Legislative Assembly for the ACT: 2006 Week 8 Hansard (22 August) . . Page.. 2499..
DR FOSKEY (continuing):
something small along those lines. It was a great way of bringing in parents with passion, not necessarily the bookish sorts of parents, engaging them with kids and giving kids the joy of growing and eating their own food. How many kids of this generation have seen vegetables grown in their own backyards?
Archbishop Mark Benedict Coleridge
MR MULCAHY (Molonglo) (6.05): Before I comment on the main matter that I wanted to raise this evening I want to draw the attention of the Assembly to the fact that I understood Mr Corbell had agreed to table a letter from the LDA to the ING, and that that would be undertaken today. I am advised that the letter in question has not yet been tabled.
Last Thursday morning I had the honour of attending the installation at St Christopher's Cathedral of the sixth archbishop of Canberra and Goulburn, the Most Reverend Mark Benedict Coleridge. In the past I have used this forum to pay tribute to the retiring archbishop, Francis Carroll. Archbishop Francis Carroll served the archdiocese of Canberra with distinction since 1983. His leadership and guidance have had a significant impact on the Canberra community. I again take this opportunity to wish him well in his retirement.
I also take this opportunity to welcome publicly and congratulate his successor, the Most Reverend Archbishop Mark Benedict Coleridge. Archbishop Coleridge was born in Melbourne in 1948. After early schooling in Adelaide he completed his secondary studies and university degree in Melbourne. From 1969 to 1974 he attended the seminary at Corpus Christi College, Melbourne. Since his ordination as a priest of the archdiocese of Melbourne on 18 May 1974 Archbishop Coleridge has studied, taught and served the Catholic Church around the world. He served as an official of the first section of the Vatican secretariat of state and in 2001 was named a chaplain of His Holiness.
Archbishop Coleridge has also served as auxiliary bishop of Melbourne, and bishop of the western region of Victoria. Only this year the archbishop was elected a member of the Australian Bishops Commission for Doctrine and Morals, and chairman of the Australian Bishops Commission for Liturgy. The archbishop provided an indication of what motivates him and the sort of guidance he will give to the people of Canberra and Goulburn during his homily last Thursday at St Christopher's Cathedral, when he said:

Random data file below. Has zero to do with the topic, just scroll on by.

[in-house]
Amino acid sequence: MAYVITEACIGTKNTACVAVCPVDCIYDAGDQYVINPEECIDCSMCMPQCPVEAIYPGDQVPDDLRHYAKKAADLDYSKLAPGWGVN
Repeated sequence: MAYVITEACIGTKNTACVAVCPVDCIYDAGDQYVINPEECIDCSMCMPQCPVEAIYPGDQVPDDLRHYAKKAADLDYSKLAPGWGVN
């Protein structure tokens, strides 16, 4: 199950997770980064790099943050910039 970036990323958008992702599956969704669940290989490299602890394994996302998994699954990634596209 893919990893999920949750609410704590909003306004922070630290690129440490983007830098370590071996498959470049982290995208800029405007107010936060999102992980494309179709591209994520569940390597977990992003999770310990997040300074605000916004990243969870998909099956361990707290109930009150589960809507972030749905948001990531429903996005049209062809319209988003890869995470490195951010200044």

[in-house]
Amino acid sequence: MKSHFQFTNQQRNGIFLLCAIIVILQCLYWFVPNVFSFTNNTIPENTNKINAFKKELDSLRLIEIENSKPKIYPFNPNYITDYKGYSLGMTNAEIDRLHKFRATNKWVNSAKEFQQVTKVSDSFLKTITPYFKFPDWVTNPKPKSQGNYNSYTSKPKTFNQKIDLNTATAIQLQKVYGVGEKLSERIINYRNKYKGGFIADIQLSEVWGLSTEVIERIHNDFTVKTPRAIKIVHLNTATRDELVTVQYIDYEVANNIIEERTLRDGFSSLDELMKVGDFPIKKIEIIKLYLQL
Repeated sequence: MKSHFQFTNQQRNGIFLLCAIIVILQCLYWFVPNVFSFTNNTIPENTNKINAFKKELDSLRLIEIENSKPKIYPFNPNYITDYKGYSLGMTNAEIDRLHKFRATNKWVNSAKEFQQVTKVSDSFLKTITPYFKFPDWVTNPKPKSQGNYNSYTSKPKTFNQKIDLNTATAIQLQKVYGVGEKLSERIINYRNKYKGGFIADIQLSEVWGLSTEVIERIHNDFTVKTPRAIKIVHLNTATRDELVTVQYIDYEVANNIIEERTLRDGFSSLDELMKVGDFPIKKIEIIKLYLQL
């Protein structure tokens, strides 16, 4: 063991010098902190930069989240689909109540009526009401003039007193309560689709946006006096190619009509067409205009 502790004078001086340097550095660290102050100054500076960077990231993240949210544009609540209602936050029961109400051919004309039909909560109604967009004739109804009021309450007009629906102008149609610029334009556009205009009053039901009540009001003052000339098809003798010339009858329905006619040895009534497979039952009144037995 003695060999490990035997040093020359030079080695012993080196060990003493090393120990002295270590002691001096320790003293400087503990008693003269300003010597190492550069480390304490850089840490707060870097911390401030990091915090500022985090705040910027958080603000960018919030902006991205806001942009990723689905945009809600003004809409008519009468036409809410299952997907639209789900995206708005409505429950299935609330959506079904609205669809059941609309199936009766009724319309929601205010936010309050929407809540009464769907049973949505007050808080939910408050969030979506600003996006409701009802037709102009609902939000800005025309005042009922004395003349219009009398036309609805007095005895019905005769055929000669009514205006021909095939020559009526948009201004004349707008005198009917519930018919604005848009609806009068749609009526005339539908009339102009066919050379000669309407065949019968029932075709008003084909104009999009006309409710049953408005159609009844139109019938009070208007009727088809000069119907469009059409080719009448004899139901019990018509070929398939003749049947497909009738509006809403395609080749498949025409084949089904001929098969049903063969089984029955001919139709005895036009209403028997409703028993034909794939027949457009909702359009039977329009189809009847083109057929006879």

I have been a priest for thirty-two years, and in the journey of those years there have been extraordinary twists and turns. In many ways, my life as a priest and now Bishop has turned out to be very different than anything I expected when I was ordained to the priesthood in 1974. Yet one thing that has never faded in the midst of all the flux is the sense that I am called by God to this.
The apostolic nuncio in Australia, who is the papal representative of this country or, more accurately, the representative of the Holy See, His Excellency Most Reverend Ambrose De Paoli, was also in attendance on this important occasion. The nuncio, who has served the Pope in Australia since late in 2004, was the man who relayed the Pope's request to Archbishop Coleridge to undertake this role in Canberra, and his presence as the Pope's representative clearly added to the occasion.